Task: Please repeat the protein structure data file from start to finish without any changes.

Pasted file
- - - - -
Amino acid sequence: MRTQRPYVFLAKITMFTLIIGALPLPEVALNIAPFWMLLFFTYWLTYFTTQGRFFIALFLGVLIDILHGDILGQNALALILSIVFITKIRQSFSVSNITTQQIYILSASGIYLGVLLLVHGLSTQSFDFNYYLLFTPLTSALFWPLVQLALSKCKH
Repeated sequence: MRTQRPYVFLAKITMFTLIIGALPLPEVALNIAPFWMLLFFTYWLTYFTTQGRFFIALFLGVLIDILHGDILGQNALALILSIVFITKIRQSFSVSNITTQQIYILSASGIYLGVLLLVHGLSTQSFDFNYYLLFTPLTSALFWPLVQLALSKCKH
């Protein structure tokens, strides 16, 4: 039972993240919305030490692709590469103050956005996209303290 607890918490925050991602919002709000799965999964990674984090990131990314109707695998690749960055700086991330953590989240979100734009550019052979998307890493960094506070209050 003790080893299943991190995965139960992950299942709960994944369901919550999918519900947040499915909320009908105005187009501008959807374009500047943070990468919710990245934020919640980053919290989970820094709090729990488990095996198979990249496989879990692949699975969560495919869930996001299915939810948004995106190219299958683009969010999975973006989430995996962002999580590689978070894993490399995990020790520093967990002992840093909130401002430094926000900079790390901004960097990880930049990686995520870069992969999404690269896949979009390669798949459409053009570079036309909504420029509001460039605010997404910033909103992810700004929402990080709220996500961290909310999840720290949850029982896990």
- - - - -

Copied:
Amino acid sequence: MRTQRPYVFLAKITMFTLIIGALPLPEVALNIAPFWMLLFFTYWLTYFTTQGRFFIALFLGVLIDILHGDILGQNALALILSIVFITKIRQSFSVSNITTQQIYILSASGIYLGVLLLVHGLSTQSFDFNYYLLFTPLTSALFWPLVQLALSKCKH
Repeated sequence: MRTQRPYVFLAKITMFTLIIGALPLPEVALNIAPFWMLLFFTYWLTYFTTQGRFFIALFLGVLIDILHGDILGQNALALILSIVFITKIRQSFSVSNITTQQIYILSASGIYLGVLLLVHGLSTQSFDFNYYLLFTPLTSALFWPLVQLALSKCKH
């Protein structure tokens, strides 16, 4: 039972993240919305030490692709590469103050956005996209303290 607890918490925050991602919002709000799965999964990674984090990131990314109707695998690749960055700086991330953590989240979100734009550019052979998307890493960094506070209050 003790080893299943991190995965139960992950299942709960994944369901919550999918519900947040499915909320009908105005187009501008959807374009500047943070990468919710990245934020919640980053919290989970820094709090729990488990095996198979990249496989879990692949699975969560495919869930996001299915939810948004995106190219299958683009969010999975973006989430995996962002999580590689978070894993490399995990020790520093967990002992840093909130401002430094926000900079790390901004960097990880930049990686995520870069992969999404690269896949979009390669798949459409053009570079036309909504420029509001460039605010997404910033909103992810700004929402990080709220996500961290909310999840720290949850029982896990």